Bias Time (2 of 9)


[See how the metro entrance folds; Valencia of course]

Yes, it’s bias time again. The second of the series of biases that you, yes you, have. [Part one here] Even if you are aware of these, and even if you consciously try to correct for them to be, heh, ‘objective’, as in what e.g. auditors pursue, you will fail.

Biases in probability and belief

  • Ambiguity effect – the tendency to avoid options for which missing information makes the probability seem “unknown.”
  • Anchoring effect – the tendency to rely too heavily, or “anchor,” on a past reference or on one trait or piece of information when making decisions (also called “insufficient adjustment”).
  • Attentional bias – the tendency to neglect relevant data when making judgments of a correlation or association.
  • Authority bias – the tendency to value an ambiguous stimulus (e.g., an art performance) according to the opinion of someone who is seen as an authority on the topic.
  • Availability heuristic – estimating what is more likely by what is more available in memory, which is biased toward vivid, unusual, or emotionally charged examples.
  • Availability cascade – a self-reinforcing process in which a collective belief gains more and more plausibility through its increasing repetition in public discourse (or “repeat something long enough and it will become true”).
  • Belief bias – an effect where someone’s evaluation of the logical strength of an argument is biased by the believability of the conclusion.
  • Clustering illusion – the tendency to see patterns where actually none exist.
  • Capability bias – the tendency to believe that the closer average performance is to a target, the tighter the distribution of the data set.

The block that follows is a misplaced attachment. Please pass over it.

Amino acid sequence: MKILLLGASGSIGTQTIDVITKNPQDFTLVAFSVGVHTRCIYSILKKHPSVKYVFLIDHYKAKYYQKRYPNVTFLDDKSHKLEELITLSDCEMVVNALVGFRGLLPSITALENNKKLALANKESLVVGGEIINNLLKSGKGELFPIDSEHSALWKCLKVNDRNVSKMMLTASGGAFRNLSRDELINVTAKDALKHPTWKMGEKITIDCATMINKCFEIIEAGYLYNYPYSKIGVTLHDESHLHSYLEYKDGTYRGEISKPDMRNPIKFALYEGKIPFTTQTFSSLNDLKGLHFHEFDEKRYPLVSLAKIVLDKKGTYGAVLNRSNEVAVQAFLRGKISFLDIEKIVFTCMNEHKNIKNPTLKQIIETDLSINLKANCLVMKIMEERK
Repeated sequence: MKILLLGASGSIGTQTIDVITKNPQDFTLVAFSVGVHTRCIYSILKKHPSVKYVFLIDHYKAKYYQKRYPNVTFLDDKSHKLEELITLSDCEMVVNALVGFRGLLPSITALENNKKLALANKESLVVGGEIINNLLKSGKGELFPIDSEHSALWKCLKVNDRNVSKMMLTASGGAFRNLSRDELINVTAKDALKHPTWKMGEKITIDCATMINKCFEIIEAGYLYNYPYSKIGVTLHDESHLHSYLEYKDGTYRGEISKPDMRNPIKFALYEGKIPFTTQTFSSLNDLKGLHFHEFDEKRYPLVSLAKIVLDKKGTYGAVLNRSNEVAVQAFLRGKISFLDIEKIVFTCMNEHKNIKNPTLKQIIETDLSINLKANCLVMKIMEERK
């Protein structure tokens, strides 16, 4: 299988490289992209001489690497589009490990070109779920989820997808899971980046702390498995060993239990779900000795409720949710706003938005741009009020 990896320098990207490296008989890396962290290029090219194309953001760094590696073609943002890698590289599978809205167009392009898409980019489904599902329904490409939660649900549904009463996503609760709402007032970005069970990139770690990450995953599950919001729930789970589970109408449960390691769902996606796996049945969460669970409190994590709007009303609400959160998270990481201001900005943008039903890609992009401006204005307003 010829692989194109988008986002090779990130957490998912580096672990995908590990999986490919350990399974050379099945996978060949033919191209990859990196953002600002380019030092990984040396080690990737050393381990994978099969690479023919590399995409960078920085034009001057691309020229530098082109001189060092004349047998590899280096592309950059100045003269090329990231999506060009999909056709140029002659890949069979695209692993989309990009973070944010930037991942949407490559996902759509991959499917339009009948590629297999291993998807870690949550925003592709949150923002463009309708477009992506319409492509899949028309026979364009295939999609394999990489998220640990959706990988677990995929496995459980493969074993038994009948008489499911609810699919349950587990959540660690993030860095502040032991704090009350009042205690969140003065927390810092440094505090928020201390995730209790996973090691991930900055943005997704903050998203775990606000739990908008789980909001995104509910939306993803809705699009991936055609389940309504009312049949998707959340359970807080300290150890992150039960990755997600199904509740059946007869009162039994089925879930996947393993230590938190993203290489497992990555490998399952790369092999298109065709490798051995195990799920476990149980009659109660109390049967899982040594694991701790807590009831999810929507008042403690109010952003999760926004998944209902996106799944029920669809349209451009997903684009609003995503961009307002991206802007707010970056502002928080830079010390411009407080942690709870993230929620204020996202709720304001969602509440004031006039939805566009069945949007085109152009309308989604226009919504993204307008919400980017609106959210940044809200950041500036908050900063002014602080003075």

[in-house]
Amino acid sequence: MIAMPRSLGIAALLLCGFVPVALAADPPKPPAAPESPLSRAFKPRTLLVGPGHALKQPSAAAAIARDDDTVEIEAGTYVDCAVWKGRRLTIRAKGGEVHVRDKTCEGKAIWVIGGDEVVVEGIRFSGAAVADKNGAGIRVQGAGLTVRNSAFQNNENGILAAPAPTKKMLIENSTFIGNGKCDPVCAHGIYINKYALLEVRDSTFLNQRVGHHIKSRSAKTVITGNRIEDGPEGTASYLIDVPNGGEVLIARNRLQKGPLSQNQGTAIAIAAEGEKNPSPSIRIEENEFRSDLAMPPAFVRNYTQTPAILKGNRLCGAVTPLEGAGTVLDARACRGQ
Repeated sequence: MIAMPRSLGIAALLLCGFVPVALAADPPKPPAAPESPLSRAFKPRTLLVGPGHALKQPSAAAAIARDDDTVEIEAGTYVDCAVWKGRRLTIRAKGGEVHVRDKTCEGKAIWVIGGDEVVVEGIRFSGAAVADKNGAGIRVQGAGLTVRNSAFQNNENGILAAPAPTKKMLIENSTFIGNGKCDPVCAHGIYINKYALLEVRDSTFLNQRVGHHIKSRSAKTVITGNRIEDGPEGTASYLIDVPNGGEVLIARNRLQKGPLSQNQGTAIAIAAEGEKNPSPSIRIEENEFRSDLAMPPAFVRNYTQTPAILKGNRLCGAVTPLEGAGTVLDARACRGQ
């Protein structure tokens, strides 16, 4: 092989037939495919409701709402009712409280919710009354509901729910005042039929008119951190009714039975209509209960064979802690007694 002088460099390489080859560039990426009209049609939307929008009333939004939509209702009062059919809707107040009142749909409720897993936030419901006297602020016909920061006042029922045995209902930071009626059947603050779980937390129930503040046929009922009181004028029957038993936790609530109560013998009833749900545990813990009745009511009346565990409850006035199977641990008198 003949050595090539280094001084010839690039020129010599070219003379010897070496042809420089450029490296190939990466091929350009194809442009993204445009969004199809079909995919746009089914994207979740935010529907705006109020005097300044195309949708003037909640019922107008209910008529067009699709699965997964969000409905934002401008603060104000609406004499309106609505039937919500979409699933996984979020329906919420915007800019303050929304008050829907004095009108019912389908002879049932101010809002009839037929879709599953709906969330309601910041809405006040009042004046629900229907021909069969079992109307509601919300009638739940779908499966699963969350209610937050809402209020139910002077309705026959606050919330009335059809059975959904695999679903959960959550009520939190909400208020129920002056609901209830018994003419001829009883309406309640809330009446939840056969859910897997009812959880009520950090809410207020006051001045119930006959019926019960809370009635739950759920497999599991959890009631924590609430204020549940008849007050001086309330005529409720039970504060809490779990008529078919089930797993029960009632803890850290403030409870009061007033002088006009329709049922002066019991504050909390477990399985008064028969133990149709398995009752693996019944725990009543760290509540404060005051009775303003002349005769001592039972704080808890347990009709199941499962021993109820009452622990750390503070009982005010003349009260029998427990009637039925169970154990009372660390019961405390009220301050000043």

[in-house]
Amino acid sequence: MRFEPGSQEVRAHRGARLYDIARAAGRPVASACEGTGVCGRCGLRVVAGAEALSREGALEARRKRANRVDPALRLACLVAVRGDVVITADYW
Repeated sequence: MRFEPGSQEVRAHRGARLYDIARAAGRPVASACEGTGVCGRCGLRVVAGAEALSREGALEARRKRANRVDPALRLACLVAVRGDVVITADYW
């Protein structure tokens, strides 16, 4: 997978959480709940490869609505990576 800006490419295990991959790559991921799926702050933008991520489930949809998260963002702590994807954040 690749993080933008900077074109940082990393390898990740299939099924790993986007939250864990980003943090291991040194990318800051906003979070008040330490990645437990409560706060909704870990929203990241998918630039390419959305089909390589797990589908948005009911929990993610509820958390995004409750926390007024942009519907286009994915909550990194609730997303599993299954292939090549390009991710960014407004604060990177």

• Choice-supportive bias – The tendency to remember one’s choices as better than they actually were
  • Conjunction fallacy – the tendency to assume that specific conditions are more probable than general ones.
  • Disposition effect – the tendency to sell assets that have increased in value but hold assets that have decreased in value.
  • Gambler’s fallacy – the tendency to think that future probabilities are altered by past events, when in reality they are unchanged. Results from an erroneous conceptualization of the Law of large numbers. For example, “I’ve flipped heads with this coin five times consecutively, so the chance of tails coming out on the sixth flip is much greater than heads.”
  • Hawthorne effect – the tendency to perform or perceive differently when one knows they are being observed.
  • Hindsight bias – sometimes called the “I-knew-it-all-along” effect, the tendency to see past events as being predictable.
  • Illusory correlation – beliefs that inaccurately suppose a relationship between a certain type of action and an effect.
  • Last illusion – The belief that someone must know what is going on
  • Neglect of prior base rates effect – the tendency to neglect known odds when reevaluating odds in light of weak evidence.